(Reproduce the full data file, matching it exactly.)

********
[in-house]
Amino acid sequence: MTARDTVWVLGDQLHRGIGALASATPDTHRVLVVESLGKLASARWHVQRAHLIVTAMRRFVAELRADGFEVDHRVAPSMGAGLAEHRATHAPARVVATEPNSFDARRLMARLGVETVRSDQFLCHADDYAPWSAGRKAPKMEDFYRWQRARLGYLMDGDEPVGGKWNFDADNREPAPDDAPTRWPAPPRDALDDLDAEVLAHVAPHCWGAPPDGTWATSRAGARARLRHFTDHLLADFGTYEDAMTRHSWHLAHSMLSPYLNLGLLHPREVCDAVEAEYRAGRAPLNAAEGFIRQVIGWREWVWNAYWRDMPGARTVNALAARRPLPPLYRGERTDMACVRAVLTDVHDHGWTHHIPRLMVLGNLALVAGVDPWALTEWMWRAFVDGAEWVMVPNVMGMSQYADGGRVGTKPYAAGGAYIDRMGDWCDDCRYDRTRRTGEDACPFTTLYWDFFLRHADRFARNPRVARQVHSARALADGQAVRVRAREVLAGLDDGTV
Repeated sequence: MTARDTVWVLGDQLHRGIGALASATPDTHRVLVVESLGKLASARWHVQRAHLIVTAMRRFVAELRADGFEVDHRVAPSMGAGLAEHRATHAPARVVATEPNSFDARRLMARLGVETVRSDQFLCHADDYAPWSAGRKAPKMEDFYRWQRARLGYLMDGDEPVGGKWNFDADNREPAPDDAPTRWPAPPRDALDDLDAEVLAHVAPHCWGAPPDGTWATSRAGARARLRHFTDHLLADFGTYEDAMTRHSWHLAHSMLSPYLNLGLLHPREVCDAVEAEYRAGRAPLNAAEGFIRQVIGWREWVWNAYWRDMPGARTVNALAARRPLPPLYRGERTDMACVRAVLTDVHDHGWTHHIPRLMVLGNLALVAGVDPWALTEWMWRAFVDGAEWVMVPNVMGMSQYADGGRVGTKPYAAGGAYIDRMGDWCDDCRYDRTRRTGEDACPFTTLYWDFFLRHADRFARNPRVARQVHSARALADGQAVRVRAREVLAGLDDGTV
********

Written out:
[in-house]
Amino acid sequence: MTARDTVWVLGDQLHRGIGALASATPDTHRVLVVESLGKLASARWHVQRAHLIVTAMRRFVAELRADGFEVDHRVAPSMGAGLAEHRATHAPARVVATEPNSFDARRLMARLGVETVRSDQFLCHADDYAPWSAGRKAPKMEDFYRWQRARLGYLMDGDEPVGGKWNFDADNREPAPDDAPTRWPAPPRDALDDLDAEVLAHVAPHCWGAPPDGTWATSRAGARARLRHFTDHLLADFGTYEDAMTRHSWHLAHSMLSPYLNLGLLHPREVCDAVEAEYRAGRAPLNAAEGFIRQVIGWREWVWNAYWRDMPGARTVNALAARRPLPPLYRGERTDMACVRAVLTDVHDHGWTHHIPRLMVLGNLALVAGVDPWALTEWMWRAFVDGAEWVMVPNVMGMSQYADGGRVGTKPYAAGGAYIDRMGDWCDDCRYDRTRRTGEDACPFTTLYWDFFLRHADRFARNPRVARQVHSARALADGQAVRVRAREVLAGLDDGTV
Repeated sequence: MTARDTVWVLGDQLHRGIGALASATPDTHRVLVVESLGKLASARWHVQRAHLIVTAMRRFVAELRADGFEVDHRVAPSMGAGLAEHRATHAPARVVATEPNSFDARRLMARLGVETVRSDQFLCHADDYAPWSAGRKAPKMEDFYRWQRARLGYLMDGDEPVGGKWNFDADNREPAPDDAPTRWPAPPRDALDDLDAEVLAHVAPHCWGAPPDGTWATSRAGARARLRHFTDHLLADFGTYEDAMTRHSWHLAHSMLSPYLNLGLLHPREVCDAVEAEYRAGRAPLNAAEGFIRQVIGWREWVWNAYWRDMPGARTVNALAARRPLPPLYRGERTDMACVRAVLTDVHDHGWTHHIPRLMVLGNLALVAGVDPWALTEWMWRAFVDGAEWVMVPNVMGMSQYADGGRVGTKPYAAGGAYIDRMGDWCDDCRYDRTRRTGEDACPFTTLYWDFFLRHADRFARNPRVARQVHSARALADGQAVRVRAREVLAGLDDGTV